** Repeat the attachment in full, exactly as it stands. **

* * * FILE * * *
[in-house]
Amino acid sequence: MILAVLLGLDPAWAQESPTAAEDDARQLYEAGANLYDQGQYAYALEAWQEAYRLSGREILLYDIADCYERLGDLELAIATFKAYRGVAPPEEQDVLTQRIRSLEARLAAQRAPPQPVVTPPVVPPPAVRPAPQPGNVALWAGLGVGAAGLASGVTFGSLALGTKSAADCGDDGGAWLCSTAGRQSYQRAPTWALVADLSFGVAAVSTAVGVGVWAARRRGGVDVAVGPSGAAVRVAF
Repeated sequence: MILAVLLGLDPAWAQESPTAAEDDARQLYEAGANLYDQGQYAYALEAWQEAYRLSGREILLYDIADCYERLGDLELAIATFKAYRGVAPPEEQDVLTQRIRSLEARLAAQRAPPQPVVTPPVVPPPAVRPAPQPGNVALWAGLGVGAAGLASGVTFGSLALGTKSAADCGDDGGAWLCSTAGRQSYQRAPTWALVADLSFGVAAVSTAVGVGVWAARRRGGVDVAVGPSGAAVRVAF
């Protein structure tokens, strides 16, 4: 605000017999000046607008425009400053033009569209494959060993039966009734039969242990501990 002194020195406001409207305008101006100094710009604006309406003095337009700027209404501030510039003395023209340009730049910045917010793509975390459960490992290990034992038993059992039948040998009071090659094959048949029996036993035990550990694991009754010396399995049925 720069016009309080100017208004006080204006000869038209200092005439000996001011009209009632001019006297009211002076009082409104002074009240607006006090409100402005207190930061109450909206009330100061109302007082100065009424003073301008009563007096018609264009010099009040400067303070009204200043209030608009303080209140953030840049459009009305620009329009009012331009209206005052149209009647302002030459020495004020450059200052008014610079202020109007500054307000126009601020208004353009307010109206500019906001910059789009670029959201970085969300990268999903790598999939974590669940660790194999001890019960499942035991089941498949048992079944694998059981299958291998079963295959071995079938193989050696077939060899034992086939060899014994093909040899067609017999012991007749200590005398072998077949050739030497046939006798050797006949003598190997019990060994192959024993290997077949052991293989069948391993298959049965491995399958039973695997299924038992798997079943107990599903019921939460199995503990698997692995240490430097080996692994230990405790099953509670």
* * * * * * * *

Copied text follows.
[in-house]
Amino acid sequence: MILAVLLGLDPAWAQESPTAAEDDARQLYEAGANLYDQGQYAYALEAWQEAYRLSGREILLYDIADCYERLGDLELAIATFKAYRGVAPPEEQDVLTQRIRSLEARLAAQRAPPQPVVTPPVVPPPAVRPAPQPGNVALWAGLGVGAAGLASGVTFGSLALGTKSAADCGDDGGAWLCSTAGRQSYQRAPTWALVADLSFGVAAVSTAVGVGVWAARRRGGVDVAVGPSGAAVRVAF
Repeated sequence: MILAVLLGLDPAWAQESPTAAEDDARQLYEAGANLYDQGQYAYALEAWQEAYRLSGREILLYDIADCYERLGDLELAIATFKAYRGVAPPEEQDVLTQRIRSLEARLAAQRAPPQPVVTPPVVPPPAVRPAPQPGNVALWAGLGVGAAGLASGVTFGSLALGTKSAADCGDDGGAWLCSTAGRQSYQRAPTWALVADLSFGVAAVSTAVGVGVWAARRRGGVDVAVGPSGAAVRVAF
């Protein structure tokens, strides 16, 4: 605000017999000046607008425009400053033009569209494959060993039966009734039969242990501990 002194020195406001409207305008101006100094710009604006309406003095337009700027209404501030510039003395023209340009730049910045917010793509975390459960490992290990034992038993059992039948040998009071090659094959048949029996036993035990550990694991009754010396399995049925 720069016009309080100017208004006080204006000869038209200092005439000996001011009209009632001019006297009211002076009082409104002074009240607006006090409100402005207190930061109450909206009330100061109302007082100065009424003073301008009563007096018609264009010099009040400067303070009204200043209030608009303080209140953030840049459009009305620009329009009012331009209206005052149209009647302002030459020495004020450059200052008014610079202020109007500054307000126009601020208004353009307010109206500019906001910059789009670029959201970085969300990268999903790598999939974590669940660790194999001890019960499942035991089941498949048992079944694998059981299958291998079963295959071995079938193989050696077939060899034992086939060899014994093909040899067609017999012991007749200590005398072998077949050739030497046939006798050797006949003598190997019990060994192959024993290997077949052991293989069948391993298959049965491995399958039973695997299924038992798997079943107990599903019921939460199995503990698997692995240490430097080996692994230990405790099953509670």